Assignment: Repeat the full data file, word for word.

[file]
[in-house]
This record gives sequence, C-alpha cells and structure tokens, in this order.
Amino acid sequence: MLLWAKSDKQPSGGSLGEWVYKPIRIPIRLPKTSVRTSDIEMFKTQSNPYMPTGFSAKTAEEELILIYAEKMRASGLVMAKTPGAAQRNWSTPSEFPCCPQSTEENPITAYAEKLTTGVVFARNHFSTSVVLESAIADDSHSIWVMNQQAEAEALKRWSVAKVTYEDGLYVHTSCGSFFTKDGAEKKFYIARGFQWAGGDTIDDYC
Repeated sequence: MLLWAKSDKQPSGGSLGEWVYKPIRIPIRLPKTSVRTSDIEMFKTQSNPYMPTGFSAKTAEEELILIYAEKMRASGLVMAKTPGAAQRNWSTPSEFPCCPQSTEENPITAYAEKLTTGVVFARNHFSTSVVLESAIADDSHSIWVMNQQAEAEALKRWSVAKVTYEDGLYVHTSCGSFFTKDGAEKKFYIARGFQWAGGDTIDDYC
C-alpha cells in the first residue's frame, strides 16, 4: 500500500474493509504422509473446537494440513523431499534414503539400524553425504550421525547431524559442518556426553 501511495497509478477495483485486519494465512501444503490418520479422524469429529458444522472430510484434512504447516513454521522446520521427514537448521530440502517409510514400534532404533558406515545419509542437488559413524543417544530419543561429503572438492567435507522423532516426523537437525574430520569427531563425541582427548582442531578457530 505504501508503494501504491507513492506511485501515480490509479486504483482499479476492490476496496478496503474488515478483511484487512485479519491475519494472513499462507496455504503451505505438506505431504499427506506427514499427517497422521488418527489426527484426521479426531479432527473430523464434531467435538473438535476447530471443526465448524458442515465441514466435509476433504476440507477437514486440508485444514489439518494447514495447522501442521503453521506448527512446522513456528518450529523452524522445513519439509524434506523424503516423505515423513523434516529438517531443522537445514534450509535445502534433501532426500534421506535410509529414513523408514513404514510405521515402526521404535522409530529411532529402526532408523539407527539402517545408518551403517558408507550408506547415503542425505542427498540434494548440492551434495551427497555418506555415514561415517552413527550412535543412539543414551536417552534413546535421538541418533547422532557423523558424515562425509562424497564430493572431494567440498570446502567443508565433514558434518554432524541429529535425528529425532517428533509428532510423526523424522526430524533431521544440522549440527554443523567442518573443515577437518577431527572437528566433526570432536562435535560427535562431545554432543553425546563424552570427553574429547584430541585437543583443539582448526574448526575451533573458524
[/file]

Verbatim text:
[in-house]
This record gives sequence, C-alpha cells and structure tokens, in this order.
Amino acid sequence: MLLWAKSDKQPSGGSLGEWVYKPIRIPIRLPKTSVRTSDIEMFKTQSNPYMPTGFSAKTAEEELILIYAEKMRASGLVMAKTPGAAQRNWSTPSEFPCCPQSTEENPITAYAEKLTTGVVFARNHFSTSVVLESAIADDSHSIWVMNQQAEAEALKRWSVAKVTYEDGLYVHTSCGSFFTKDGAEKKFYIARGFQWAGGDTIDDYC
Repeated sequence: MLLWAKSDKQPSGGSLGEWVYKPIRIPIRLPKTSVRTSDIEMFKTQSNPYMPTGFSAKTAEEELILIYAEKMRASGLVMAKTPGAAQRNWSTPSEFPCCPQSTEENPITAYAEKLTTGVVFARNHFSTSVVLESAIADDSHSIWVMNQQAEAEALKRWSVAKVTYEDGLYVHTSCGSFFTKDGAEKKFYIARGFQWAGGDTIDDYC
C-alpha cells in the first residue's frame, strides 16, 4: 500500500474493509504422509473446537494440513523431499534414503539400524553425504550421525547431524559442518556426553 501511495497509478477495483485486519494465512501444503490418520479422524469429529458444522472430510484434512504447516513454521522446520521427514537448521530440502517409510514400534532404533558406515545419509542437488559413524543417544530419543561429503572438492567435507522423532516426523537437525574430520569427531563425541582427548582442531578457530 505504501508503494501504491507513492506511485501515480490509479486504483482499479476492490476496496478496503474488515478483511484487512485479519491475519494472513499462507496455504503451505505438506505431504499427506506427514499427517497422521488418527489426527484426521479426531479432527473430523464434531467435538473438535476447530471443526465448524458442515465441514466435509476433504476440507477437514486440508485444514489439518494447514495447522501442521503453521506448527512446522513456528518450529523452524522445513519439509524434506523424503516423505515423513523434516529438517531443522537445514534450509535445502534433501532426500534421506535410509529414513523408514513404514510405521515402526521404535522409530529411532529402526532408523539407527539402517545408518551403517558408507550408506547415503542425505542427498540434494548440492551434495551427497555418506555415514561415517552413527550412535543412539543414551536417552534413546535421538541418533547422532557423523558424515562425509562424497564430493572431494567440498570446502567443508565433514558434518554432524541429529535425528529425532517428533509428532510423526523424522526430524533431521544440522549440527554443523567442518573443515577437518577431527572437528566433526570432536562435535560427535562431545554432543553425546563424552570427553574429547584430541585437543583443539582448526574448526575451533573458524